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Essays in Classics, Comparative Literature, and Philosophy Presented to Professor Roy Arthur Swanson on the Occasion of his Seventy-Fifth Birthday

Chad Matthew Schroeder

In the course of an academic career spanning five decades, Professor Roy Arthur Swanson established himself as an internationally recognized scholar and outstanding teacher in Classics and literary studies. He is the author of five books and the co-author of three books, and has been active as an editor and contributor of articles and reviews to scholarly publications.
Twelve former students, colleagues, and friends have contributed papers in honor of Professor Swanson’s seventy-fifth birthday. These papers all touch on subjects close to his heart, ranging from Greek, Roman, Italian, Scandinavian, and German literary studies to modern pop culture.

«Friends, colleagues, and former students of Professor Roy Arthur Swanson have joined together to create a ‘Festschrift’ in his honor that mirrors his wide-ranging interests as a scholar and teacher. In this volume we find perceptive accounts of Aristotelian and pop aesthetics, of Greek and Scandinavian tragedy, of aspects of St. Augustine’s world, of Renaissance humanism, and much more. Professor Swanson will surely be proud of the worthy gift he has been offered, and many of us will find stimulation and enlightenment in the articles which have been collected as a tribute to him.» (Leon Golden, Professor Emeritus of Classical Languages, Florida State University)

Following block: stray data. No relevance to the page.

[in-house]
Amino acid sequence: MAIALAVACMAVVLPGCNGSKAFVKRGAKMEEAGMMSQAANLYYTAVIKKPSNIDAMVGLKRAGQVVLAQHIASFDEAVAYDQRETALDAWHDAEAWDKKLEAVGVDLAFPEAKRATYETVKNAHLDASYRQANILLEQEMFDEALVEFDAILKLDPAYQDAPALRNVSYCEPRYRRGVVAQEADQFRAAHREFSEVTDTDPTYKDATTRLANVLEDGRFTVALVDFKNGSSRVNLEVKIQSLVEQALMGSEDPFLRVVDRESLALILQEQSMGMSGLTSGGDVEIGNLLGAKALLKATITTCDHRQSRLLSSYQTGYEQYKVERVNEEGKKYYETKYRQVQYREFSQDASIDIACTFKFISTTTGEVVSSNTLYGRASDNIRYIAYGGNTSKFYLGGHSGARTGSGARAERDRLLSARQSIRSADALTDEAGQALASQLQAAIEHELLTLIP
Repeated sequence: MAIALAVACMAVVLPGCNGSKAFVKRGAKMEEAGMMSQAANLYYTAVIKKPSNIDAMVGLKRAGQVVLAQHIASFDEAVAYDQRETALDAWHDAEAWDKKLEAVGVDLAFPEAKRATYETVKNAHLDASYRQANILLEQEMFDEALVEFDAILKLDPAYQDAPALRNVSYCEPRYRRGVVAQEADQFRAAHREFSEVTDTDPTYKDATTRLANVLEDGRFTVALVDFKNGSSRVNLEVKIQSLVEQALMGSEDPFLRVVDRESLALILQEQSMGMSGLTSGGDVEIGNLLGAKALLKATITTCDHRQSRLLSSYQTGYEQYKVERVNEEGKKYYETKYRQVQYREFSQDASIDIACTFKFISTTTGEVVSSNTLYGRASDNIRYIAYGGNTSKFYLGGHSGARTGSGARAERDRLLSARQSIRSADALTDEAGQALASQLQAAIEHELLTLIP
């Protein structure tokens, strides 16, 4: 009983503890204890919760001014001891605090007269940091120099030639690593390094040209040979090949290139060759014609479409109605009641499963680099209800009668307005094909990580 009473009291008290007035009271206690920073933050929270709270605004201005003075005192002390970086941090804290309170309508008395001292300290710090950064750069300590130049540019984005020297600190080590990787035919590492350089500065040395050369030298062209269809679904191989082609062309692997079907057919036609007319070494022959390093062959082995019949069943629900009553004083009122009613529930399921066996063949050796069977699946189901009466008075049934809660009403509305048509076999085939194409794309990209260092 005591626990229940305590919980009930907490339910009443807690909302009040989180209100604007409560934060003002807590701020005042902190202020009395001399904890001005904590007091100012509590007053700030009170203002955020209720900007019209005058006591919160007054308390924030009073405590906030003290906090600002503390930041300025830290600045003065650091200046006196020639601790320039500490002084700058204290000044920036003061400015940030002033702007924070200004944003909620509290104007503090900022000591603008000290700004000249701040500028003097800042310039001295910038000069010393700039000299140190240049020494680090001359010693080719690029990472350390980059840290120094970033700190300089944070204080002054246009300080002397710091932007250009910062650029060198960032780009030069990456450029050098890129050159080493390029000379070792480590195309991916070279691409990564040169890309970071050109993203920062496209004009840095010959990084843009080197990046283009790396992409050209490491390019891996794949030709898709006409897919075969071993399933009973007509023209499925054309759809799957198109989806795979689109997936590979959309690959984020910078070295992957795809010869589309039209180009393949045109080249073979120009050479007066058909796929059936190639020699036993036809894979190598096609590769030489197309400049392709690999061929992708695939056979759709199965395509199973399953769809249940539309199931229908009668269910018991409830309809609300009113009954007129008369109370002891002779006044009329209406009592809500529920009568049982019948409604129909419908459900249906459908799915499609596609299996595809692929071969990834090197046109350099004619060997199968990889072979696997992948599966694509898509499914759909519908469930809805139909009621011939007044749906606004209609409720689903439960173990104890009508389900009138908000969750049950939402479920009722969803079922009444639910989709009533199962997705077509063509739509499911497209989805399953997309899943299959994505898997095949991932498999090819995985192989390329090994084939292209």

«This diverse, often thought-provoking collection of essays offers a gracious tribute to an inspirational scholar and teacher. High points include E. D. Blodgett’s impassioned discussion of ‘the scholar’s art’, H.-F. Mueller’s illuminating analysis of Orosius’ rhetoric, and D. Mulroy’s lively new translations of ancient poetry. Professor Roy Arthur Swanson inspired a variety of characteristically spirited approaches to literature, and glimpses of his wide-ranging and insightful teaching and scholarship, his own important translations, and his warm support and encouragement of colleagues and students appear throughout. P. G. Christensen’s intriguing essay on friendship in Alberti’s writings is especially evocative of the spirit of collegiality that led to the creation of this volume.» (Joan Burton, Professor and Chair of the Department of Classical Studies, Trinity University)